Liu, Cheh-Ming Jeff (1996) Monolithic grid amplifiers. Dissertation (Ph.D.), California Institute of Technology. http://resolver.caltech.edu/CaltechETD:etd-12202007-141824
A grid amplifier is a quasi-optical power-combining device which amplifies a microwave beam and spatially combines the outputs of many transistors, making it possible to greatly increase power. This thesis will discuss gain and stability models for Heterojunction-Bipolar-Transistor (HBT) grid amplifiers. A transmission-line equivalent-circuit model for gain analysis will be discussed. Hybrid HBT grid amplifiers, fabricated with high-dielectric substrates, have been demonstrated with gains of 11 dB at 10 GHz and 6 dB at 16 GHz. A stability model for common-mode oscillations will be presented and stabilizing techniques will be discussed. With stabilizing capacitors, a highly stable grid amplifier has been achieved at 10 GHz. Based on the models, a 36-element monolithic HBT grid amplifier is designed, fabricated and tested. The result is a highly stable monolithic grid amplifier with a peak gain of 5 dB and 3-dB bandwidth of 1.8 GHz. This monolithic HBT grid amplifier has a maximum saturated output power of 670 mW at 40 GHz. The far-field approach was employed to measure the gain and power of the grid amplifiers. Theoretical discussions on aperture efficiencies of grids and thermal modelling for a two-layer structure of a grid with a carrier will be discussed.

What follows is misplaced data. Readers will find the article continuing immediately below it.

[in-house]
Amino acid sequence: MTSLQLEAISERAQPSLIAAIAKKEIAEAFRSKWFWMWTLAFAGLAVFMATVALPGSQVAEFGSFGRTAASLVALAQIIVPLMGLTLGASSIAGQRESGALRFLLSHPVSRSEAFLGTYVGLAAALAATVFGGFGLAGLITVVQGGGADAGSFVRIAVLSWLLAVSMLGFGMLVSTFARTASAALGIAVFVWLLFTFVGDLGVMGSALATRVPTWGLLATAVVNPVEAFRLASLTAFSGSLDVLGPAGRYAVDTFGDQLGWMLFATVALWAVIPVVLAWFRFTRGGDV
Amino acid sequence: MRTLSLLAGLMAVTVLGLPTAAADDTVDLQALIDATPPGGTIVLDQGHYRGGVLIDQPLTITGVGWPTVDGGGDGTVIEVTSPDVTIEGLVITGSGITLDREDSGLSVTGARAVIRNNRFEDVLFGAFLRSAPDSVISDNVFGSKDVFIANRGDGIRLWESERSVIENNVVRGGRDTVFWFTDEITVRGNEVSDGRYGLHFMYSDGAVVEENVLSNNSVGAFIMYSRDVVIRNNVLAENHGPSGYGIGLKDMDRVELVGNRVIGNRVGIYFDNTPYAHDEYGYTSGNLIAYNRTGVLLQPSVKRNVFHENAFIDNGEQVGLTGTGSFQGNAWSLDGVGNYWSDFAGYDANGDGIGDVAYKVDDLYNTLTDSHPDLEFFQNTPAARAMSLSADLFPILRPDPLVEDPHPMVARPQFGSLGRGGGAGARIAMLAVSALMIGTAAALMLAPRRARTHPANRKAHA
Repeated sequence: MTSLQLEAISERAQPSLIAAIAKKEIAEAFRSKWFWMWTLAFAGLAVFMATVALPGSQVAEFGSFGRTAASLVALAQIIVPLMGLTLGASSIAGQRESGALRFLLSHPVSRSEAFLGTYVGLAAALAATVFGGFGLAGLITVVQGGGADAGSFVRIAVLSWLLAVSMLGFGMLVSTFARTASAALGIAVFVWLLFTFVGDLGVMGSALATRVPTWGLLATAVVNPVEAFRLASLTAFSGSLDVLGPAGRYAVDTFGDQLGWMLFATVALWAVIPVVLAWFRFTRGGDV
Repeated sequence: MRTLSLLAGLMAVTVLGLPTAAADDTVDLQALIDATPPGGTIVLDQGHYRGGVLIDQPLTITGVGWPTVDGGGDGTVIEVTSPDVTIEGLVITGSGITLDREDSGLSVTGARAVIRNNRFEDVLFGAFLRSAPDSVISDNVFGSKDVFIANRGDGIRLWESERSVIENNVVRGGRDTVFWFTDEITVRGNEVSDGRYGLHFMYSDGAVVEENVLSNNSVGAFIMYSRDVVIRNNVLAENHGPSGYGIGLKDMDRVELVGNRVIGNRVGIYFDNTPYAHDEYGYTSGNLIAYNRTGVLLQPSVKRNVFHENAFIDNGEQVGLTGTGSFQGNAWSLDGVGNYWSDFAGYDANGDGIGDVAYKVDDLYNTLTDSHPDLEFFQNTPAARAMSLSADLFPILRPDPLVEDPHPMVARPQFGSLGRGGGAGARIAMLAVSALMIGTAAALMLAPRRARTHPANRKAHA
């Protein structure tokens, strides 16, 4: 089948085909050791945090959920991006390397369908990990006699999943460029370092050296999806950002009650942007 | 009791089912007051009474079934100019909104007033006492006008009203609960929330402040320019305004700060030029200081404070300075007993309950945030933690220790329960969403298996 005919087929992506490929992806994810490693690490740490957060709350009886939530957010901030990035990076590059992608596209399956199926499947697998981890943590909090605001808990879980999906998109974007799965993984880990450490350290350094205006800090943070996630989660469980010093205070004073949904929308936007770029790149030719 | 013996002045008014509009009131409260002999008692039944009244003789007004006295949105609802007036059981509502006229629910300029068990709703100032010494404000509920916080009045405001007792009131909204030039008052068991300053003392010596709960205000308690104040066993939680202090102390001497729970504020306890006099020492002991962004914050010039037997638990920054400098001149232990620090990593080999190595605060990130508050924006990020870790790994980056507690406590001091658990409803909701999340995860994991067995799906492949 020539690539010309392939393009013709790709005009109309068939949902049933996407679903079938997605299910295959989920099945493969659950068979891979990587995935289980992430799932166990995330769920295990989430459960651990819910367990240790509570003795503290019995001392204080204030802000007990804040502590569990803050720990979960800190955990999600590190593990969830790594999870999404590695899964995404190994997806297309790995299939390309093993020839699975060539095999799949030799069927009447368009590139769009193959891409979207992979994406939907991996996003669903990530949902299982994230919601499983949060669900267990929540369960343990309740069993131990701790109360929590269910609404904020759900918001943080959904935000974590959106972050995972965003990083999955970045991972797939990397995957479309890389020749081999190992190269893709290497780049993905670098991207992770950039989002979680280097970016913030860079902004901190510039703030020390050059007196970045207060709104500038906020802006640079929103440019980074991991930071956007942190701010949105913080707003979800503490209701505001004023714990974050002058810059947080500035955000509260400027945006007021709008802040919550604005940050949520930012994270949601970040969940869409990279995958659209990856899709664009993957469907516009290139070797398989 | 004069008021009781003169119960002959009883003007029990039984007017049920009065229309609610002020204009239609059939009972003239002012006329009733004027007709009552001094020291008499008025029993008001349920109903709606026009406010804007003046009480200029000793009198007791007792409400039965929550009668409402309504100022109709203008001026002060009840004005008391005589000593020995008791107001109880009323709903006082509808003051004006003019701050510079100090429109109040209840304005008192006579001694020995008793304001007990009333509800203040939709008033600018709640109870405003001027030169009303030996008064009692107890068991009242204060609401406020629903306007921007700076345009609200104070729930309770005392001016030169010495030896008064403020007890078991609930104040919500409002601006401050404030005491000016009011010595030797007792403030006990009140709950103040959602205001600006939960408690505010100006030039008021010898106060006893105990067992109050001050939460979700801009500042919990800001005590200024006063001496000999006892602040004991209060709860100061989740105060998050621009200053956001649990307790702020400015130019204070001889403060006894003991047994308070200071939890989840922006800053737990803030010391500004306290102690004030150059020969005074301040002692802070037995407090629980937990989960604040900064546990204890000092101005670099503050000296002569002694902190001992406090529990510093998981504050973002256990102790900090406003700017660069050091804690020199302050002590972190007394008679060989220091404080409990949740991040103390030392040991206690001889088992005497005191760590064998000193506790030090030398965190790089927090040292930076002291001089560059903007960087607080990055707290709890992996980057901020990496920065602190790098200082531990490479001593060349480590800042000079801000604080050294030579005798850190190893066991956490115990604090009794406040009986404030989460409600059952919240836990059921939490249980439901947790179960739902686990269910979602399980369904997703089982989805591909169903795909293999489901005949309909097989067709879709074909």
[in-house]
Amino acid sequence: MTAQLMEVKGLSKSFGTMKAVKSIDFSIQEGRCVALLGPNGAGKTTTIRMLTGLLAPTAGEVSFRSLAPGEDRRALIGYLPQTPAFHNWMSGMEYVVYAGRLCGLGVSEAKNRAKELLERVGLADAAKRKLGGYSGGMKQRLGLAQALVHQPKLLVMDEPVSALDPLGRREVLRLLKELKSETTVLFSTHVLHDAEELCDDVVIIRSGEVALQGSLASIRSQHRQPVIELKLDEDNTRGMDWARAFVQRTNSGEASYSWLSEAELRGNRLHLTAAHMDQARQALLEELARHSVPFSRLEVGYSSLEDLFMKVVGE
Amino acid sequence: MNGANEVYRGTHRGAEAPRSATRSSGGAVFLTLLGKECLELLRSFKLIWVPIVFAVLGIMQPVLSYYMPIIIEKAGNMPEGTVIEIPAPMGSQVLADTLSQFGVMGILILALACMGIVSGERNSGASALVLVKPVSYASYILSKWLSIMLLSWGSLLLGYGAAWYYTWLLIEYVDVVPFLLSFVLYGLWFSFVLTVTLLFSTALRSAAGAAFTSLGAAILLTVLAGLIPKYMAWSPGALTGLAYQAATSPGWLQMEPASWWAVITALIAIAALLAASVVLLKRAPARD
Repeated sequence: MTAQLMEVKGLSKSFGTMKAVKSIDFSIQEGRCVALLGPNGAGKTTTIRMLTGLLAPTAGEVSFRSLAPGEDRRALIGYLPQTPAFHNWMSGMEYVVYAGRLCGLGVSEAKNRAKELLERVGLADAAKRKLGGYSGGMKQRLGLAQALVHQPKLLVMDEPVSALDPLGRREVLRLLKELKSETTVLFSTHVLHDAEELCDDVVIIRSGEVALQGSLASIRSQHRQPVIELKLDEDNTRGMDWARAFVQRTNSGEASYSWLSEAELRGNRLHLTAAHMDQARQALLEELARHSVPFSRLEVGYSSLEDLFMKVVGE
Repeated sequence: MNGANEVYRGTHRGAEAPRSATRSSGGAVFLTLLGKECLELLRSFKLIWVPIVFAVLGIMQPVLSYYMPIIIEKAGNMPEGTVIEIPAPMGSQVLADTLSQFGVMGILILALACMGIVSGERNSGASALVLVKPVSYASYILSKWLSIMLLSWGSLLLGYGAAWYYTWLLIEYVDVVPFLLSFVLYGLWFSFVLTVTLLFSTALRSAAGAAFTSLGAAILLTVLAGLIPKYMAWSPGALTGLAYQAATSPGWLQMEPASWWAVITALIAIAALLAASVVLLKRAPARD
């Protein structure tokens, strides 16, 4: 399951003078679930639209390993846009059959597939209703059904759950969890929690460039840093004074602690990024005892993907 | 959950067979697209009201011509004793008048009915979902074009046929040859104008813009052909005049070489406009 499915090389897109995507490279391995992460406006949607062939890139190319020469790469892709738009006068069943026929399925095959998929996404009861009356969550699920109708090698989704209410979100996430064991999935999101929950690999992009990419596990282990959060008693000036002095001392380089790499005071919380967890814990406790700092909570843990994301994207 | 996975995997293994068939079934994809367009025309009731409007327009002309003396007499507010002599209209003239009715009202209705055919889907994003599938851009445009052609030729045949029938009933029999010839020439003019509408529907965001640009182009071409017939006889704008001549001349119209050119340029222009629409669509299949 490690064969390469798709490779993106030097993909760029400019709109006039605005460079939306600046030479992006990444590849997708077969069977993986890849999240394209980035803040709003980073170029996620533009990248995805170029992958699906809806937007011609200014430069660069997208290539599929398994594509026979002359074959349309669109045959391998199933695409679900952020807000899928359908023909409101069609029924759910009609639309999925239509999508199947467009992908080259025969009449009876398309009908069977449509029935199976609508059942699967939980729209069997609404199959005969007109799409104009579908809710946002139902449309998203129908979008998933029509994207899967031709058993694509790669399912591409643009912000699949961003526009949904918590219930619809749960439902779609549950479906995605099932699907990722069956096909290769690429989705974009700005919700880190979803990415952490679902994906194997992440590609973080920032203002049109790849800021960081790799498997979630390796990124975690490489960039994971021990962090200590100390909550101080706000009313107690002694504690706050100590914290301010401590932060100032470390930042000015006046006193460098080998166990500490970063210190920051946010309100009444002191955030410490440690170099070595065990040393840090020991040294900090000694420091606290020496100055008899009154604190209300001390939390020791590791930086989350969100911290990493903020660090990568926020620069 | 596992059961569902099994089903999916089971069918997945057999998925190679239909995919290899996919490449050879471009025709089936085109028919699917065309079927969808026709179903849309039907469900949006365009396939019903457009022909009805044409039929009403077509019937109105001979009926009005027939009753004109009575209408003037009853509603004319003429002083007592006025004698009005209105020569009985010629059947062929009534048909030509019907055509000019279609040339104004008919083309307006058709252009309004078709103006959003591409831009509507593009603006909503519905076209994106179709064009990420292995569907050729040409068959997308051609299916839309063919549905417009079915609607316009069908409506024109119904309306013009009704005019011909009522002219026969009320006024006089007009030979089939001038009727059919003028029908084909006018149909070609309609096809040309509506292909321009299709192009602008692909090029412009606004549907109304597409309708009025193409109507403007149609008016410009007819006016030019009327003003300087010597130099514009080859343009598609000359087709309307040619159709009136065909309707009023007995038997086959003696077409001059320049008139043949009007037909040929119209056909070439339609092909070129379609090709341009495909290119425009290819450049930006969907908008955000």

|Item Type:||Thesis (Dissertation (Ph.D.))|
|Degree Grantor:||California Institute of Technology|
|Division:||Engineering and Applied Science|
|Major Option:||Electrical Engineering|
|Thesis Availability:||Restricted to Caltech community only|
|Defense Date:||7 May 1996|
|Default Usage Policy:||No commercial reproduction, distribution, display or performance rights in this work are provided.|
|Deposited By:||Imported from ETD-db|
|Deposited On:||23 Jan 2008|
|Last Modified:||26 Dec 2012 03:14|
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